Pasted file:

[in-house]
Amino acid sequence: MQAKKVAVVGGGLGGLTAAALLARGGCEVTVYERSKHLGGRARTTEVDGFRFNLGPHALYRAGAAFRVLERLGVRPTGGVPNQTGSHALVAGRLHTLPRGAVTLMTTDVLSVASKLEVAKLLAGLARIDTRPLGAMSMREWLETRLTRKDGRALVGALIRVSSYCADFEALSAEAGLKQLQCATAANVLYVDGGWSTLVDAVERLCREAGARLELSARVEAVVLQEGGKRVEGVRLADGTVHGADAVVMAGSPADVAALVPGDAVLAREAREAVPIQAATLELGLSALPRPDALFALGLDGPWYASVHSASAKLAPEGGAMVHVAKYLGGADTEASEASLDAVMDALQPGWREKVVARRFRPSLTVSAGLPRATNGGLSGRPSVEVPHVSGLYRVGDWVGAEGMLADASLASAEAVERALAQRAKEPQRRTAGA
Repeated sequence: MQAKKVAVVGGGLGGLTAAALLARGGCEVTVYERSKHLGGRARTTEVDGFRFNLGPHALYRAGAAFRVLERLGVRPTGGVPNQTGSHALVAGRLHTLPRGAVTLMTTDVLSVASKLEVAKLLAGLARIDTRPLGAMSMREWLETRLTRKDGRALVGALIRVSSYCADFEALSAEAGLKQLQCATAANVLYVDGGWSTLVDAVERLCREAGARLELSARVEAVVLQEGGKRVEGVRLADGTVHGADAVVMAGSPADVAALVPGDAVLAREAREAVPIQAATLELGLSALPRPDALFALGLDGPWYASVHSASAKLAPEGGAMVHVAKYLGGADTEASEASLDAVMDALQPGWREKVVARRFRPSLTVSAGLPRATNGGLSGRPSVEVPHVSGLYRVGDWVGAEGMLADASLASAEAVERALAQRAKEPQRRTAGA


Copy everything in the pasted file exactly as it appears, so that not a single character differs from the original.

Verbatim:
[in-house]
Amino acid sequence: MQAKKVAVVGGGLGGLTAAALLARGGCEVTVYERSKHLGGRARTTEVDGFRFNLGPHALYRAGAAFRVLERLGVRPTGGVPNQTGSHALVAGRLHTLPRGAVTLMTTDVLSVASKLEVAKLLAGLARIDTRPLGAMSMREWLETRLTRKDGRALVGALIRVSSYCADFEALSAEAGLKQLQCATAANVLYVDGGWSTLVDAVERLCREAGARLELSARVEAVVLQEGGKRVEGVRLADGTVHGADAVVMAGSPADVAALVPGDAVLAREAREAVPIQAATLELGLSALPRPDALFALGLDGPWYASVHSASAKLAPEGGAMVHVAKYLGGADTEASEASLDAVMDALQPGWREKVVARRFRPSLTVSAGLPRATNGGLSGRPSVEVPHVSGLYRVGDWVGAEGMLADASLASAEAVERALAQRAKEPQRRTAGA
Repeated sequence: MQAKKVAVVGGGLGGLTAAALLARGGCEVTVYERSKHLGGRARTTEVDGFRFNLGPHALYRAGAAFRVLERLGVRPTGGVPNQTGSHALVAGRLHTLPRGAVTLMTTDVLSVASKLEVAKLLAGLARIDTRPLGAMSMREWLETRLTRKDGRALVGALIRVSSYCADFEALSAEAGLKQLQCATAANVLYVDGGWSTLVDAVERLCREAGARLELSARVEAVVLQEGGKRVEGVRLADGTVHGADAVVMAGSPADVAALVPGDAVLAREAREAVPIQAATLELGLSALPRPDALFALGLDGPWYASVHSASAKLAPEGGAMVHVAKYLGGADTEASEASLDAVMDALQPGWREKVVARRFRPSLTVSAGLPRATNGGLSGRPSVEVPHVSGLYRVGDWVGAEGMLADASLASAEAVERALAQRAKEPQRRTAGA